From Frank Lloyd Wright: Collected Writings, Volume 2 From "Two Lectures on Architecture": "Young man in architecture, wherever you are, whatever your age, or whatever our job, we-- the youth of America-- should be the psychological shock-troops thrown into action against corruption of this supreme American ideal. It will be for youth, in this sense, to win the day for freedom in architecture." "To the young man in architecture, the word radical should be a beautiful word. Radical means "of the root" or "to the root"-- begins at the beginning and the word stands up straight. Any architect should be radical by nature because it is not enough for him to begin where others have left off." From An Autobiography: "A house of the North. The whole was low, wide and snug, a broad shelter seeking fellowship with its surroundings. A house that could open to the breezes of summer and become like an open camp if need be. With Spring came music on the roofs for there were few dead spaces overhead, and the broad eaves so sheltered the windows that they were safely left open to the sweeping, soft air of the rain. Taliesin was grateful for care. Took what grooming it got and repaid it all with interest. Taliesin's order was such that when all was clean and in place its countenance beamed, wore a happy smile of well-being and welcome for all. It was intensely human, I believe."
Release on 2003 | by Jonathan Lipman,Frank Lloyd Wright
Author: Jonathan Lipman,Frank Lloyd Wright
Pubpsher: Courier Corporation
Thoroughly researched study of the design and construction of this radical, inspiring workplace draws on much unpublished archival material. From the genesis of the structurally unique Administration Building — its design development, innovations, and furnishings — to the construction and completion of the Research Towers, Lipman presents a wealth of information. 172 black-and-white illustrations.
A complete biography based on a wide range of previously untapped primary sources, covering Wright's private life, architecture, and role in American society, culture, and politics. Views Wright's buildings as biographical as well as social statements, analyzing his work by type, category, and individual structure. Examines Wright's struggle to develop a new artistic statement, his dramatic personal life, and his political and economic ideas, including those on cities, energy conservation, cooperative home building, and environmental preservation. Includes over 150 illustrations (photographs, floor plans, and drawings--many never before published), extensive footnotes, and the most exhaustive bibliography of Wright's published work available.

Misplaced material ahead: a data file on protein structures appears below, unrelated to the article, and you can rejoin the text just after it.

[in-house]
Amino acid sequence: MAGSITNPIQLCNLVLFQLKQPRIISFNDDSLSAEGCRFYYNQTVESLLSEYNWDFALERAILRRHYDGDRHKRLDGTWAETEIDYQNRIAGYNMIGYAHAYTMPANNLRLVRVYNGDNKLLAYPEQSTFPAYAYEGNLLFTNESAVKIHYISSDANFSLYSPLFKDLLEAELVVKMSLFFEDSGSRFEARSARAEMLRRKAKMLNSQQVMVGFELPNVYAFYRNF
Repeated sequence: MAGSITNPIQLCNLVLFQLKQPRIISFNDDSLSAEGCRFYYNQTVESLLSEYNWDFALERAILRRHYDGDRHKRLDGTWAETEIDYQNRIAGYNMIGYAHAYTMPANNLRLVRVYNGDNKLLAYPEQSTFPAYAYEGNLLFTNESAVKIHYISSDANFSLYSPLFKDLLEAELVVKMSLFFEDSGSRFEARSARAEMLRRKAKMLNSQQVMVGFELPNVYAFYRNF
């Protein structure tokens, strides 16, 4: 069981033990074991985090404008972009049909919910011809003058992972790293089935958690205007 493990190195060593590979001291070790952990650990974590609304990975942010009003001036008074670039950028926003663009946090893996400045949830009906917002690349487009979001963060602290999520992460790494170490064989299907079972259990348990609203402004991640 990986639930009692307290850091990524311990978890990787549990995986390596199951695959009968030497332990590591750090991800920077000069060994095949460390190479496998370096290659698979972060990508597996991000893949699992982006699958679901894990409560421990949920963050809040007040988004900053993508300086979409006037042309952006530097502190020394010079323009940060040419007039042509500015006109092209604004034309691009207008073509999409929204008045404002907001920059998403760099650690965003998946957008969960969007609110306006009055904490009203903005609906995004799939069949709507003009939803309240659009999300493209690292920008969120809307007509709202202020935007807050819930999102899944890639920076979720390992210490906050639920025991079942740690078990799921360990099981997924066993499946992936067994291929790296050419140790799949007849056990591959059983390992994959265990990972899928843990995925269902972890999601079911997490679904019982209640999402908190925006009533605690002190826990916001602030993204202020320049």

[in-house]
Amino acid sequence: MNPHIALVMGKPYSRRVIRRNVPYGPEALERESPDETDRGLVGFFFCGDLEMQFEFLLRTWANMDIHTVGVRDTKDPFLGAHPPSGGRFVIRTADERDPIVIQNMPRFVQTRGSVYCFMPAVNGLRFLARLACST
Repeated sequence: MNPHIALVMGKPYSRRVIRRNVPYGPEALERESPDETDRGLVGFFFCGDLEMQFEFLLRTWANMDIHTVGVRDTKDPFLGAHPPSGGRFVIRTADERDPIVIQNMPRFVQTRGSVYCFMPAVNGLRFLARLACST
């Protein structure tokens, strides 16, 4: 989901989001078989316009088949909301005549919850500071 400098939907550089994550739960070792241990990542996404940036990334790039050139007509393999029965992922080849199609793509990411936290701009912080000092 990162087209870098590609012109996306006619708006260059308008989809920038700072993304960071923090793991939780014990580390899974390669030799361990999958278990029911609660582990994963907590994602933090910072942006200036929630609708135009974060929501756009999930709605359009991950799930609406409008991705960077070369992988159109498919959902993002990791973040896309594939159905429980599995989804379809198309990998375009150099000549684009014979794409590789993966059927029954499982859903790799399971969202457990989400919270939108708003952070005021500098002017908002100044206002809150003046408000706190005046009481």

For his critics and biographers, the 1930s have always been the most challenging period of Frank Lloyd Wright's career. This fresh account by Donald Johnson, the first to make use of the architect's long-inaccessible archives at Taliesin West, is also the first to provide a balanced evaluation of Wright in the 1930s. It separates Wright's design activities from his self-promotion and places his philosophy of individualism within the context of the times.
The Role of Traditional Japanese Art and Architecture in the Work of Frank Lloyd Wright
Author: Kevin Nute
Pubpsher: Psychology Press
This book is the first thorough account of Frank Lloyd Wright's relationship with Japan and its arts. It presents significant new information on the nature and extent of Wright's formal and philosophical debt to Japanese art and architecture. Eight primary channels of influence are examined in detail, from Japanese prints to specific individuals and publications, and the evidence of their impact on Wright is illustrated through a mixture of textual and drawn analyses.
A cultural icon who defined the twentieth-century American landscape, Frank Lloyd Wright has been studied from what seems to be every possible angle. While many books focus on his works, torrid personal life, or both, few solely consider his professional persona, as a man enmeshed in a web of prominent public figures and political ideas. In this new biography, Robert McCarter distills Wright’s life and work into a concise account that explores the beliefs and relationships so powerfully reflected in his architectural works. McCarter examines here how Wright aspired to influence America’s evolving democratic society by the challenges his buildings posed to traditional views of private and public space. He investigates Wright’s relationships with key leaders of art, industry, and society, and how their views came to have concrete significance in Wright’s work and writings. Wright argued that architecture should be the “background or framework” for daily life, not the “object,” and McCarter dissects how and why he aspired to this and other ideals, such as his belief in the ethical duty of architects to improve society and culture. A penetrating study of the foremost pioneer in modern architecture, Frank Lloyd Wright offers a fascinating biographical chronicle that reveals the principles and relationships at the base of Wright’s production.